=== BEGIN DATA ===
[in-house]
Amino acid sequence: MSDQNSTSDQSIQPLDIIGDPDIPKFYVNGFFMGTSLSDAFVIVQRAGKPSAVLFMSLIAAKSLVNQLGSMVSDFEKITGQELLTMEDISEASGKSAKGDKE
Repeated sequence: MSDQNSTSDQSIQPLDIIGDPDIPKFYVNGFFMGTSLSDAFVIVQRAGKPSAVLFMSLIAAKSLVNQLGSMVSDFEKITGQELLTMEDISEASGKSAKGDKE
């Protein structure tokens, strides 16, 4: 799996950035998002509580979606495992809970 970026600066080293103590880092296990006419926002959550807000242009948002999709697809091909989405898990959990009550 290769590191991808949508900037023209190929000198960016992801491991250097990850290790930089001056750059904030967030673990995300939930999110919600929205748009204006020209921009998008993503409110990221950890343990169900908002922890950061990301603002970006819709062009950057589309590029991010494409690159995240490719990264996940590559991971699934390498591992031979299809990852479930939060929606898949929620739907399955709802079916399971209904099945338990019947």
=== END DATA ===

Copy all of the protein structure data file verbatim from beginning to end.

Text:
[in-house]
Amino acid sequence: MSDQNSTSDQSIQPLDIIGDPDIPKFYVNGFFMGTSLSDAFVIVQRAGKPSAVLFMSLIAAKSLVNQLGSMVSDFEKITGQELLTMEDISEASGKSAKGDKE
Repeated sequence: MSDQNSTSDQSIQPLDIIGDPDIPKFYVNGFFMGTSLSDAFVIVQRAGKPSAVLFMSLIAAKSLVNQLGSMVSDFEKITGQELLTMEDISEASGKSAKGDKE
């Protein structure tokens, strides 16, 4: 799996950035998002509580979606495992809970 970026600066080293103590880092296990006419926002959550807000242009948002999709697809091909989405898990959990009550 290769590191991808949508900037023209190929000198960016992801491991250097990850290790930089001056750059904030967030673990995300939930999110919600929205748009204006020209921009998008993503409110990221950890343990169900908002922890950061990301603002970006819709062009950057589309590029991010494409690159995240490719990264996940590559991971699934390498591992031979299809990852479930939060929606898949929620739907399955709802079916399971209904099945338990019947």